NUMBER 257• 29 APRIL 2003 • GLOBAL MESSAGES
INDEX OF QUOTES
Do you remember the messages of the world in which you were raised; the values and beliefs which were conveyed to you by the communities or families within which you were raised; or the individual experiences you had and how important they were, in spite of the other messages you received? Do you understand how much these influences helped you to become who you are today?
So it is for today’s children: the influences of the global village, the communities and families within which they are raised and their individual experiences will help to shape them to be who they are as tomorrow’s adults. If we truly want to influence how they can be — rather than make guesses about how they might he we must pay attention to these influences.
I grew up on the west coast of Canada in the sixties and seventies. One of the consistent messages of the times was that we needed to care more about each other as human beings and less about our technology. Later, perhaps as a result of the frustration which was experienced from not changing the world, North America evolved an attitude characterised by the me-generation . The message about relationships with others was captured in a piece of poetry attributed to Fritz Perls who was a therapeutic guru of the time. In his words:
“You are you
And I am me.
We are not in this world
to live tip to each others expectation.”
“You go your way,
I go mine,
And if by chance we meet,
“You go your way. I’ll go mine. And if by chance we meet it's beautiful.” What did this message say about relationships and other people? It seemed to imply that the individual always comes first. That you consider yourself before you consider others. What kind of a message was that to give a generation of people about human relationships? What did this message convey of caring for others — “if by chance we meet, it’s beautiful”? Well, I guess maybe it will be or would be, but we will only know if chance decides that we meet. Being together is not something that we seek but is rather something that happens by chance. This was very much one of the messages of the “me”-generation. You probably recognise it, as well, as the message that America gave to the world. As Canadians, and as children growing up in Canada, we were very much influenced by the messages of this powerful country’ next door to us.
That was one of the global messages of the world in which I grew up. It wasn’t necessarily the message of the whole world, but at that time we were all very egocentric and thought North America was the world. The global messages which surrounded you when you grew up were probably different from mine. I offer mine only as an example.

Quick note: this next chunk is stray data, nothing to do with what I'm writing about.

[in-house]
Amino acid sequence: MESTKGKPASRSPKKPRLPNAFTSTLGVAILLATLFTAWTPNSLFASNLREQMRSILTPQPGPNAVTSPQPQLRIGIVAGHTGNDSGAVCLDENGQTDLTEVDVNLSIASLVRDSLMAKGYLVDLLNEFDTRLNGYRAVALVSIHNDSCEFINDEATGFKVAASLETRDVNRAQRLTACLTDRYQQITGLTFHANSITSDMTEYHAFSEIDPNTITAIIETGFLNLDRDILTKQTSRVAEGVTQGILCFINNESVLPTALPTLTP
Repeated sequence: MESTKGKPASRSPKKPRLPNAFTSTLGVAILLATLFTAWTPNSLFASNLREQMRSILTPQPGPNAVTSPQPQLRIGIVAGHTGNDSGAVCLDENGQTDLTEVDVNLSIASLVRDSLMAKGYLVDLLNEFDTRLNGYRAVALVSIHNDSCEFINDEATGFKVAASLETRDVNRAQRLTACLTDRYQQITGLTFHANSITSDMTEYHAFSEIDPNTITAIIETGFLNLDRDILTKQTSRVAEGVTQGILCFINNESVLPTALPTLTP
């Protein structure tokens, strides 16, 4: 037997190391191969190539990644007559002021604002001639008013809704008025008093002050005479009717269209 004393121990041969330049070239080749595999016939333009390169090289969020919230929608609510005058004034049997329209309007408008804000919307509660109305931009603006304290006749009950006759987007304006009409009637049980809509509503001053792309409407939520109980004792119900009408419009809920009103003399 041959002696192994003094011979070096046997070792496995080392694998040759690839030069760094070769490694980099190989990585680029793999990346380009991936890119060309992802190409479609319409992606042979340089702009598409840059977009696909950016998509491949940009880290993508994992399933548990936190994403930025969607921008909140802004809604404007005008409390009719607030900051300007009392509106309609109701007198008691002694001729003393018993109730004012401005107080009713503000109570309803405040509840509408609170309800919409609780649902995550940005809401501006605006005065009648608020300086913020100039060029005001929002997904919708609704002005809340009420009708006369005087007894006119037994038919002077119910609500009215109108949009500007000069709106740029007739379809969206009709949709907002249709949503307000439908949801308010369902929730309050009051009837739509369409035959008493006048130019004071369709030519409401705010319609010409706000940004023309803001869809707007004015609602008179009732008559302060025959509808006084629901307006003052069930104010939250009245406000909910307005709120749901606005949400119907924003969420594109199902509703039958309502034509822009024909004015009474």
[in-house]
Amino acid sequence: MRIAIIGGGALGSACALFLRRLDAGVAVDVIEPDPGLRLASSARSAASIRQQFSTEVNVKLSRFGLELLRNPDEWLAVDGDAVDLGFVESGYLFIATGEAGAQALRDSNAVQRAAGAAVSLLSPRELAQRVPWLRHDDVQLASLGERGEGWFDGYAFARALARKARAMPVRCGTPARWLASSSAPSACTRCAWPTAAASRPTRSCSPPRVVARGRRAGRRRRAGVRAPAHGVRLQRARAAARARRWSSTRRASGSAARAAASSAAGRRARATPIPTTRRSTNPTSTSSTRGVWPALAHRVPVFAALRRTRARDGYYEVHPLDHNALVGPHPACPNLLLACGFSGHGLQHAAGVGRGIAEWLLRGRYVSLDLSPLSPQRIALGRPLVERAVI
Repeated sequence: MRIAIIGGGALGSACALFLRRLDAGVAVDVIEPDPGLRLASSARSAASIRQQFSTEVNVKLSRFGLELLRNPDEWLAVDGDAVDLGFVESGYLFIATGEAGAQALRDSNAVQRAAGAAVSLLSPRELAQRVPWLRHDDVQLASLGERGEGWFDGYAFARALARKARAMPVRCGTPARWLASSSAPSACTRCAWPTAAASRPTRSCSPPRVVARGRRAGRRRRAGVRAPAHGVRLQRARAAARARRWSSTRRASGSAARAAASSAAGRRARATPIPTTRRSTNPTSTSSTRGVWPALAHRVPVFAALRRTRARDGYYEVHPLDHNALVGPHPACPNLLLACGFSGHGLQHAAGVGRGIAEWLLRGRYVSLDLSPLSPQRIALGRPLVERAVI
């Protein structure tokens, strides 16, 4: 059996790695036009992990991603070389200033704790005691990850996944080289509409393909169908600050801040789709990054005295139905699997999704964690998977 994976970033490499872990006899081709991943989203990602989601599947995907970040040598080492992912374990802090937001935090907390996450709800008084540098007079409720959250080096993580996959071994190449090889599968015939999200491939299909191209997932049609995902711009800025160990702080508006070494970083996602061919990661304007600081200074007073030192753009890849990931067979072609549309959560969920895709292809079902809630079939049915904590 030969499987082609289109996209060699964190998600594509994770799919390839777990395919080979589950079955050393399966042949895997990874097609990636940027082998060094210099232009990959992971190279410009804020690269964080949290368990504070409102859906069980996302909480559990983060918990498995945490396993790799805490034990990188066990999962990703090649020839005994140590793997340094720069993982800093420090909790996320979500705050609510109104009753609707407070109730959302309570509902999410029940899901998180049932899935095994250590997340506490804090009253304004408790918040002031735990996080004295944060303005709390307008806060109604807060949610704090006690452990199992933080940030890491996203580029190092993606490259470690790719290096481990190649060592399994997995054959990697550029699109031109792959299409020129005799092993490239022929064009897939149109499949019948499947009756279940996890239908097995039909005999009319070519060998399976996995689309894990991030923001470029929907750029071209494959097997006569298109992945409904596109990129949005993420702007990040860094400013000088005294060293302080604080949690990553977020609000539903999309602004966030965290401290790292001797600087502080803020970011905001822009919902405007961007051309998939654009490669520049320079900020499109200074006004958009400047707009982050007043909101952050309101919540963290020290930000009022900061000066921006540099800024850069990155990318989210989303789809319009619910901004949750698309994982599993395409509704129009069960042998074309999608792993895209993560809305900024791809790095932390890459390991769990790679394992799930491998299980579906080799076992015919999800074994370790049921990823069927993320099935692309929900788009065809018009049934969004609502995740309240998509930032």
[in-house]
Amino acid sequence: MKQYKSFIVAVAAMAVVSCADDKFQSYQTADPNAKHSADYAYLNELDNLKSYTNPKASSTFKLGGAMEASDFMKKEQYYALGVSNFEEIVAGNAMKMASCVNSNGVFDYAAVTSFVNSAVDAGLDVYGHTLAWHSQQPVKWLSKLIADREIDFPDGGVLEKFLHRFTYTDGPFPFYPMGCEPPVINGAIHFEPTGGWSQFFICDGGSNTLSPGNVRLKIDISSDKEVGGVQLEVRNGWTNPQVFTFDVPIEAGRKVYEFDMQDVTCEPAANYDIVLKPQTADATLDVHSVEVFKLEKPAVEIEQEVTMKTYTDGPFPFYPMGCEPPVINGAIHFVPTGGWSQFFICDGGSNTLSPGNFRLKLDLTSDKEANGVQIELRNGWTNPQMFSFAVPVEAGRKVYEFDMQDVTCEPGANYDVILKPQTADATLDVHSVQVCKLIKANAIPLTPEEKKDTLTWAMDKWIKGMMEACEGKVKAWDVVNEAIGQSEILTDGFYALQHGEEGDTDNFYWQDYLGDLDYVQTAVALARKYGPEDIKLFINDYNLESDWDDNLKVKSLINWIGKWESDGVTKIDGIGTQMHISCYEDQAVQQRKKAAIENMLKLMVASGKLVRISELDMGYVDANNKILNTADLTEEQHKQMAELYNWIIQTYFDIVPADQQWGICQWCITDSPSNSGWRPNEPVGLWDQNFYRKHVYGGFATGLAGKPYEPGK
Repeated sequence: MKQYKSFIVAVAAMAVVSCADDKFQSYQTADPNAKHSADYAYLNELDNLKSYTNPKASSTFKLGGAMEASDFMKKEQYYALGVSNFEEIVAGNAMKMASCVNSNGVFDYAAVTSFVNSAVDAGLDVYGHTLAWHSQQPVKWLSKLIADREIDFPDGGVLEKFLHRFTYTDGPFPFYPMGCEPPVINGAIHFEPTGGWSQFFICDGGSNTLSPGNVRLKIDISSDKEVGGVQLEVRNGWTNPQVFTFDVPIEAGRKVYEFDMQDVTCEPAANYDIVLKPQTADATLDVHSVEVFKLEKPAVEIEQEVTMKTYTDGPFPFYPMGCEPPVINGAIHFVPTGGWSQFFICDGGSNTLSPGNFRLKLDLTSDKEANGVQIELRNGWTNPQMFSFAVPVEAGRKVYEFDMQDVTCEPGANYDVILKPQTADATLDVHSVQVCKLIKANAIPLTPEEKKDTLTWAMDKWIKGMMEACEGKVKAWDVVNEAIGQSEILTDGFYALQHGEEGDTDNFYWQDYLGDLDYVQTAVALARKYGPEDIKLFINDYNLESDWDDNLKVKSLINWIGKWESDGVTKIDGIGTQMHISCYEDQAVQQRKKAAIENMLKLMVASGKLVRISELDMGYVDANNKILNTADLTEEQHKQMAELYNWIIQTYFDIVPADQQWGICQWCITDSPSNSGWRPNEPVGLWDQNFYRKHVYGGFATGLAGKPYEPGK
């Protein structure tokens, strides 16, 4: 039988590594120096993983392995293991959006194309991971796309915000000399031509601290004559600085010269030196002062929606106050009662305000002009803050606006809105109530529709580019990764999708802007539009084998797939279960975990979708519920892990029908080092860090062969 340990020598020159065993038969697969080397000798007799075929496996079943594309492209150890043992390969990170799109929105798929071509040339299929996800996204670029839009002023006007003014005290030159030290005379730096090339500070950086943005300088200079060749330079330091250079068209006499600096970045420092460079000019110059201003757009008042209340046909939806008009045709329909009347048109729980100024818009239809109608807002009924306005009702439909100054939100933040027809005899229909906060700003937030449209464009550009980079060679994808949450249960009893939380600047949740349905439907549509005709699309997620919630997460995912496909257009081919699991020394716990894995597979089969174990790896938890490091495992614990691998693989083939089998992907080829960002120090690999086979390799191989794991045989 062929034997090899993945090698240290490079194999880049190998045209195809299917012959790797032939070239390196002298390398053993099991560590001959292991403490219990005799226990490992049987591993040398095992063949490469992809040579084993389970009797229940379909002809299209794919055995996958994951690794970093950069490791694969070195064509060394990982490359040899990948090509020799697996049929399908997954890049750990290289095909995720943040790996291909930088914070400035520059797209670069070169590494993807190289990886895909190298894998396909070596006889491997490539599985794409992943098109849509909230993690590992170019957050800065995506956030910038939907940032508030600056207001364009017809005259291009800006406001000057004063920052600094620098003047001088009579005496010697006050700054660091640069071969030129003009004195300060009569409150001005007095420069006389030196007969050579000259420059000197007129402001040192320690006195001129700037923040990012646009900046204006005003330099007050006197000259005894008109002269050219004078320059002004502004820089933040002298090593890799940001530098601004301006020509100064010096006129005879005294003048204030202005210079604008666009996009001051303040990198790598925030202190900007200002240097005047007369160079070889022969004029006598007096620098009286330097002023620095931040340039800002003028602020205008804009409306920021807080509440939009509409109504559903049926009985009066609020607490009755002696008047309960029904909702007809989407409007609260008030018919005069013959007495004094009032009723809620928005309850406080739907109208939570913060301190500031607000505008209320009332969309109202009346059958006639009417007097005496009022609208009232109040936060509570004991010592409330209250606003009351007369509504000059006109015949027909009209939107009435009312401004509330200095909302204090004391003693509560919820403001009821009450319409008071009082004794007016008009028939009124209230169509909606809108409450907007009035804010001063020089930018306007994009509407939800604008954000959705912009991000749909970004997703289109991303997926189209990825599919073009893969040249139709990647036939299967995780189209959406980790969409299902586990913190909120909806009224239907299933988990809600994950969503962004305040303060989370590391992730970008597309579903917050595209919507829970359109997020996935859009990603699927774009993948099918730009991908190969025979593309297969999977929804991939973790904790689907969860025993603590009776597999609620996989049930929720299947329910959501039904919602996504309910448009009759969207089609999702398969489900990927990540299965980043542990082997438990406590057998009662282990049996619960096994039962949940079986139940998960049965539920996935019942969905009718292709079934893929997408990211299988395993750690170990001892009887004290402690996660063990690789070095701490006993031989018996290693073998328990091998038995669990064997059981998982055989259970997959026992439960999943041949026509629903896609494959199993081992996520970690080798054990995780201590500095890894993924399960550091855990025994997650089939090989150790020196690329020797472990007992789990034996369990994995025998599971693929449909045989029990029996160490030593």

What were the global messages that you received when you were growing up and how did they influence you to be as today’s adult? What are the global messages which surround your children today? Probably, because of the advance of communications technology, the messages they receive are even more global than the ones you and I received. As a Canadian child of yesterday, I was very much influenced by the messages from America. Today’s Canadian children are influenced by the messages of many other countries. What are the messages in the world today? What are we, as a global community, teaching today’s children? Is the message of the world that others are important? Are the global messages of love, of fear, of caring— or of disregard? What are we, in this world today, giving out as messages which will influence today’s children? What values are being conveyed by the behaviour of countries towards each other: for, make no mistake, the relationships of countries towards each other are both a reflection of, and a model for, how people should he towards each other. Do countries demonstrate understanding towards others? Do they model respect for differences? Do they teach us appreciate the special uniqueness of others? Or do they teach us to be suspicious, isolationist, controlling or intolerant?
When the Canadian government calls a special session of the House of Parliament to pass legislation which will allow them to reject a boat filled with refugees from another country, does it teach Canadian children to help others with problems or does it teach them to tell others to take their problems and go away? How we, as countries, behave towards the people of other countries, conveys to our children values about caring for others.
These are surely questions we must ask ourselves if we wish to understand how today’s children will be as tomorrow’s adults for surely these messages affect us all and help to shape who we will be with each other. If we care about who and how children will be, then we must acknowledge our own social responsibility to influence, as much as we are able, how our countries behave towards each other.
Garfat, T. (1988). Today's Child, Tomorrow's Adult, in Gannon, B. (ed.) Today's child-tomorrow's adult. Cape Town: NACCW, pp 9-10